"Yeah, definitely," he said. "We're certainly not the same team, but we've re-loaded at a lot of positions. We had a lot of good quality guys behind the guys that are leaving now. We should be good. We'll see after a couple of scrimmages where everyone fits in and how the defense shapes up."

Damion Square returns at one defensive end spot. Williams was asked who might replace Williams as the other end starter. He said, "A lot of guys who were sitting in the twos and threes last year like Ed Stinson, Quinton Dial, and especially the younger ones like (LaMichael) Fanning and (D.J.) Pettway and (Jeoffrey) Pagan stepping up, and even Chris Bonds coming up at defensive end. All of them are getting reps and trying to get better this spring."

In addition to Williams, players working at nose tackle include true freshman Alphone Taylor, Brandon Ivory, and Wilson Love. "I wouldn't say there is a set depth chart," Williams said. "We're all trying to fight for it."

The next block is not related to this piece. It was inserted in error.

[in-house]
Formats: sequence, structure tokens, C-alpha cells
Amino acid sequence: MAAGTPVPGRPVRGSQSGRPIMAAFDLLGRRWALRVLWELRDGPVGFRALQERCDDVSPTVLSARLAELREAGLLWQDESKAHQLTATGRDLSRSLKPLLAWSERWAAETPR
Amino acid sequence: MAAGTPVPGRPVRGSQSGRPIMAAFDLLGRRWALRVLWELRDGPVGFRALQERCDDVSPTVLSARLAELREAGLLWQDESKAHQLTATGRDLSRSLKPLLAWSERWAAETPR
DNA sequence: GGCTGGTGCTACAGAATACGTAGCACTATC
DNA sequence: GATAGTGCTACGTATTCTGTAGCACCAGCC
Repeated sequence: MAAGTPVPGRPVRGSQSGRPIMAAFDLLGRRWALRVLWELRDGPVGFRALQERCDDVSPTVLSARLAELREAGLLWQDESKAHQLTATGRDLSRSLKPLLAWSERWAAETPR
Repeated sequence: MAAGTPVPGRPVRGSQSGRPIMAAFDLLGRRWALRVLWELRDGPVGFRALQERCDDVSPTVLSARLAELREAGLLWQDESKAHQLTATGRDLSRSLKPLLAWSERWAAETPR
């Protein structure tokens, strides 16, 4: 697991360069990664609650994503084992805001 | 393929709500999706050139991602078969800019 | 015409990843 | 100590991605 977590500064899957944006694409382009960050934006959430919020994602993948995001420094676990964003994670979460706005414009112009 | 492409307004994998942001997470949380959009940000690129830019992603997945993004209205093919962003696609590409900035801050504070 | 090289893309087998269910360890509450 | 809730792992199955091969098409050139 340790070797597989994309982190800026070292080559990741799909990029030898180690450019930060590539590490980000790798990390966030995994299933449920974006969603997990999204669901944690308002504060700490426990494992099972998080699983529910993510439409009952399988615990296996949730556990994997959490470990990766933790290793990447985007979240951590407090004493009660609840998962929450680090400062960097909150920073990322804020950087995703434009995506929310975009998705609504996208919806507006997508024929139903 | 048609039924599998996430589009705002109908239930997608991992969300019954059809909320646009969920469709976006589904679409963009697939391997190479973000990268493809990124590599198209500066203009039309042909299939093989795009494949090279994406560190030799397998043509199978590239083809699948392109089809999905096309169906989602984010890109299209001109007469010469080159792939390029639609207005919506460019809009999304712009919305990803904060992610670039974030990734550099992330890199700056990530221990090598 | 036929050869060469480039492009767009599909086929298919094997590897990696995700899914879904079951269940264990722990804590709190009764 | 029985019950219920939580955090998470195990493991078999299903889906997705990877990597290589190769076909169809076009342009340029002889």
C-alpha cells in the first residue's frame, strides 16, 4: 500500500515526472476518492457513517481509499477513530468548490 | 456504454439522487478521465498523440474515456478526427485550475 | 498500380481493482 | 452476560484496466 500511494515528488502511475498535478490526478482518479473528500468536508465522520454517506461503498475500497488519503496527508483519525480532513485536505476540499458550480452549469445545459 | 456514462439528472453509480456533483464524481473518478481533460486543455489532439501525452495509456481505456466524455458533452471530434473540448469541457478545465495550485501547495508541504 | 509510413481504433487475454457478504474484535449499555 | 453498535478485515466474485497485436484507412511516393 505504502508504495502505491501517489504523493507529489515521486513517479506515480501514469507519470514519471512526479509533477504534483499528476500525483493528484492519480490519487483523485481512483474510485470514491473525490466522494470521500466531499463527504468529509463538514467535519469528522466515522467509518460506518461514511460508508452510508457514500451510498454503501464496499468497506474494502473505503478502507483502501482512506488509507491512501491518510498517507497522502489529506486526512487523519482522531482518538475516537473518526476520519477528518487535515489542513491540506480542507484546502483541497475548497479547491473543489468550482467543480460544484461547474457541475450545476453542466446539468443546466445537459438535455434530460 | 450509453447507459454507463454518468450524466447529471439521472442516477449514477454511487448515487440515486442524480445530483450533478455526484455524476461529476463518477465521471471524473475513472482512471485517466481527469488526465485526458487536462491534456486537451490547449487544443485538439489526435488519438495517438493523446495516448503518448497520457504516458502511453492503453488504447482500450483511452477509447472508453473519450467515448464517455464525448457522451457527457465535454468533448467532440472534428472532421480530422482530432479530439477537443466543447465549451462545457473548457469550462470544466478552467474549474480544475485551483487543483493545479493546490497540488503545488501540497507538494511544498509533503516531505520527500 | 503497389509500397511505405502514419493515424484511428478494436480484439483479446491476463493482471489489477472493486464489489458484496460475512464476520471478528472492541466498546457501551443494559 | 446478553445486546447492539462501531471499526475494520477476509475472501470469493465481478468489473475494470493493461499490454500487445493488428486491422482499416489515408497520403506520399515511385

He described the 6-6, 340-pound Taylor as "giannormous."

Williams said being at Alabama for his second spring practice is easier than the first one last year when he had just reported in from Arizona Western. "I don't feel like I'm always late, or that I'm nervous that I'm missing something. It's a little bit easier coming through the second time, having a little bit of knowledge of what is coming."

What's coming Saturday is a scrimmage. Williams said he will be "just trying to get better. Obviously the practice is a little different in a scrimmage, going 100 per cent. Just trying to work on my technique playing nose and just trying to get better to do whatever I can to help out."

He said he looks forward to the scrimmage. "Yeah," he said, "it's always good, minus the heat inside Bryant-Denny. But it's a lot of fun and a little bit different practicing in a different place."